Baptists Seek to Convert Jews in U.S.


In a move that American Jewish leaders assailed as a "spiritual declaration of war," the Southern Baptist Convention this week launched a drive to convert Jews to the Christian faith.

Meeting in New Orleans, delegates to the annual meeting of the 15.6-million-member denomination--the nation's largest Protestant group--approved a resolution to "direct our energies and resources toward the proclamation of the Gospel to the Jews."

At the same time, the Baptist denomination disclosed that its Home Mission Board has appointed a missionary, Criswell College professor Jim Sibley, to lead the conversion efforts.

The move is a dramatic departure from the approach taken by other old-line Protestant denominations, as well as the Roman Catholic Church, which have opted for dialogue with Jews and have all but forsworn organized conversion efforts.

But the Baptist resolution said that such efforts limited to dialogue "deny that Jewish people need to come to their Messiah, Jesus, to be saved." The resolution denounced those churches that believe "that Christians have neither right nor obligation to proclaim the Gospel to the Jewish people."

Jewish reaction to the Baptist action was angry and swift.

"Have we learned nothing from history? At a time when people of faith are being challenged by bigots burning down houses of worship . . . how tragic and arrogant is the decision of a major faith group to target members of the Jewish faith," the Simon Wiesenthal Center said in a prepared statement.

"It's a kind of spiritual declaration of war," Rabbi Abraham Cooper, associate dean of the Simon Wiesenthal Center in Los Angeles, said in an interview.

He predicted that it would affect not only Jewish relations with Southern Baptists, but with Christians in general.

The American Jewish Committee called the Baptist action "an extreme form of spiritual arrogance." The committee's inter-religious affairs director, Rabbi A. James Rudin, said: "Making Jews a special target flies in the face of many extraordinary, constructive efforts of Christians of goodwill throughout the world to reverse 1,900 years of hostility toward Jews and Judaism."

Equally angry comments were issued by other Jewish groups in New York. The Anti-Defamation League called the resolution an "insult to the Jewish people and a setback for the cause of interfaith dialogue and understanding."

The National Jewish Community Relations Advisory Council charged the resolution is "disrespectful of the integrity and legitimacy of Judaism."

And the American Jewish Congress said the resolution "smacks of a kind of offensive doctrinal arrogance."

"They have a right to believe it. We have a right to disbelieve it," said Phil Baum, executive director of the congress. "We are not exactly losing sleep over this new initiative by the Southern Baptist Convention," he added. "The sturdiness and stamina of Jewish religious commitment has been demonstrated over the millennia, in the face of even more enticing invitations to disappear, and there is no doubt that this most recent mission of the Southern Baptist Convention is doomed to failure."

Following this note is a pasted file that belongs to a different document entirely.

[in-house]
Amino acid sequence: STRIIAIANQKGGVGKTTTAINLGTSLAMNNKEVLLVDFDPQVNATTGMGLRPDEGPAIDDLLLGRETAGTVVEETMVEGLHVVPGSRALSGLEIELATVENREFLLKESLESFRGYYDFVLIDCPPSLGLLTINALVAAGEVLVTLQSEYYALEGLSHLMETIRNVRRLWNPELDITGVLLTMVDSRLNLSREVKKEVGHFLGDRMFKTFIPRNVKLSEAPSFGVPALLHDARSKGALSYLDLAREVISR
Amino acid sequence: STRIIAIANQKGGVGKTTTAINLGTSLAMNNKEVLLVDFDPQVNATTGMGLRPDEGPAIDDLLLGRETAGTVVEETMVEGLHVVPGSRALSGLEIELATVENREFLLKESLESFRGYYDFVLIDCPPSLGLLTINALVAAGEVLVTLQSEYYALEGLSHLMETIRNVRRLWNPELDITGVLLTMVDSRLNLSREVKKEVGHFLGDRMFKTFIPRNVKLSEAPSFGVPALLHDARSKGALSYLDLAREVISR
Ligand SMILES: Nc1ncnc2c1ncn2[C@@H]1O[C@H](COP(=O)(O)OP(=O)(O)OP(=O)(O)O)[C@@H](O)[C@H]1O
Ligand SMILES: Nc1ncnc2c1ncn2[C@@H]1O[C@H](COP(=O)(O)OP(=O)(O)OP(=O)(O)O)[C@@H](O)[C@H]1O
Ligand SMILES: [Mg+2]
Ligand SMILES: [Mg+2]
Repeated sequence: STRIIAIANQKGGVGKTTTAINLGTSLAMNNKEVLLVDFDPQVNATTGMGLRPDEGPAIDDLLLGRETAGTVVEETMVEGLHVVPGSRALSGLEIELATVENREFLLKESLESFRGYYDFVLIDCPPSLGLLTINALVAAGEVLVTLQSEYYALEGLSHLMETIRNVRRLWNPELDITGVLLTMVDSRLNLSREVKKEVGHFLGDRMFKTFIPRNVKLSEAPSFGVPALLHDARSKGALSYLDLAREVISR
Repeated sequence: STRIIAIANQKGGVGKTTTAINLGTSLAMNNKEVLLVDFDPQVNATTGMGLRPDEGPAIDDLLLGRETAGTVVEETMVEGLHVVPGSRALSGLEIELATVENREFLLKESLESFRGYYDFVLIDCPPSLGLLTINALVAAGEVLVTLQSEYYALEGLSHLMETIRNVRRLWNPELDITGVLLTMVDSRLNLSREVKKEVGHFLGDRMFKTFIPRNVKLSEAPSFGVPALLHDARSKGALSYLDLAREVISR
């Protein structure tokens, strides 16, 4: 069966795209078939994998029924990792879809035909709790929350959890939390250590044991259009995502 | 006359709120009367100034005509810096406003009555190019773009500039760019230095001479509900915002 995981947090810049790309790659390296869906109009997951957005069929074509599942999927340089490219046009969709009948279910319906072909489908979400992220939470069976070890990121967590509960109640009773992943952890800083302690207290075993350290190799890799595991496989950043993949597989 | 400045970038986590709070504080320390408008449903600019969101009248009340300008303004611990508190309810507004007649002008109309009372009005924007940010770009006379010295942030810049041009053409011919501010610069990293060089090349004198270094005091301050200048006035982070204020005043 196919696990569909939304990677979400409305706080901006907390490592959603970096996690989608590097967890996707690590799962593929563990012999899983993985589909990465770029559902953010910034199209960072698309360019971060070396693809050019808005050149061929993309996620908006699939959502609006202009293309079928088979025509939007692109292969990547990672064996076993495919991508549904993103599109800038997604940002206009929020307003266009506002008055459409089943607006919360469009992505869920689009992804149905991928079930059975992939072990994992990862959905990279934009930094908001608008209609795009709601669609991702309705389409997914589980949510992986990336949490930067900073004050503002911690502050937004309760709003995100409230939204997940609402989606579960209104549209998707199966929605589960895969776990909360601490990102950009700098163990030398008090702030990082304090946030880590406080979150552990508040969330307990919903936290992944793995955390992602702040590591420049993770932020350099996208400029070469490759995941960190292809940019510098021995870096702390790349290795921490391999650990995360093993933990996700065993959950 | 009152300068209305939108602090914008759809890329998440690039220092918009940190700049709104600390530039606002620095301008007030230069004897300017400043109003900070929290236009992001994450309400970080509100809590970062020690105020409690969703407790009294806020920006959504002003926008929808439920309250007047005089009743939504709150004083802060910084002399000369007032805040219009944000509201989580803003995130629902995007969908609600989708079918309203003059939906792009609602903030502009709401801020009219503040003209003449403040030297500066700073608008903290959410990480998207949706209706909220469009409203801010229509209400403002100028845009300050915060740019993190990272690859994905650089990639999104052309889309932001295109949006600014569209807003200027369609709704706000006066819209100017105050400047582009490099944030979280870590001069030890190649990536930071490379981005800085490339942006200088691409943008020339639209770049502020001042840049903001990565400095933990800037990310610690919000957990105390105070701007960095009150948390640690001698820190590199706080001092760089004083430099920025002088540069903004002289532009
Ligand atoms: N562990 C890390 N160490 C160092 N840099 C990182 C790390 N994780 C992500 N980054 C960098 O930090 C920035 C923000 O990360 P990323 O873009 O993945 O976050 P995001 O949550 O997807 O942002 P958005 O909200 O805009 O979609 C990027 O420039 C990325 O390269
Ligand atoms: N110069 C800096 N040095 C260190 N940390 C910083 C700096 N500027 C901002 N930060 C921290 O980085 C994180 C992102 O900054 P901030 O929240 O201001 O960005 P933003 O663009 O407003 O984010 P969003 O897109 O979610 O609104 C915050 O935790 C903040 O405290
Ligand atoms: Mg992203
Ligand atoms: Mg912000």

Because local Baptist congregations are autonomous from any state or national umbrella organization, the resolution approved in New Orleans is not binding on individual members or congregations. There are about 450,000 Southern Baptists and 1,650 local churches in California.

Still, a spokesman for the California Southern Baptist Convention headquartered in Fresno said Friday that the conversion of Jews is a natural outgrowth of not only Baptist belief but Christian theology.

"From any Christian perspective I think . . . because of our belief in Jesus Christ and his being the Savior of the world, that it's a natural expression that we would want to evangelize everybody," said Terry Barone, director of public relations.

Shortly before the convention vote, one Jewish convert and proponent of the resolution was quoted by the denomination's news service, Baptist Press, as saying that the Jewish belief that Jews enjoyed a special covenant with God had been superseded by the Christian New Testament.

"We believe the [Christian] Scriptures, the words of the Lord, are clear. Our people will not get to heaven by any other covenant [except belief in Jesus as Lord] (John 14:6)," said Gus Elowitz of Houston, congregational leader of the first Southern Baptist messianic congregation, which was established in 1985.

The view that God's covenant with the "chosen people" of Israel has been abrogated by the New Testament was rejected by the Roman Catholic Church in 1965 when it issued a document, called "Nostra Aetate," which says: "The Jews still remain most dear to God because of their fathers, for he does not repent of the gifts he makes nor of the calls he issues."

In Washington, the National Conference of Catholic Bishops' Secretariat for Catholic Jewish Relations said Catholics decided in 1978 not to directly single out Jews for proselytization.

"Certainly the proclamation of Jesus Christ by the Roman Catholic Church is universal. Jesus' death and Resurrection are of universal salvific significance," Gene Fisher, associate director of the office, said Friday.

In New York, the National Council of Churches, an umbrella group representing 33 Protestant and Orthodox denominations with 52 million members, said they have taken a similar position.

"The most likely effect of such an organization given the sad and tragic history [of Christian anti-Semitism and of the Holocaust] would be to chill the freedom of faith of the Jewish people by instilling fear and concerns and the memories of this tragic past," Fisher said.

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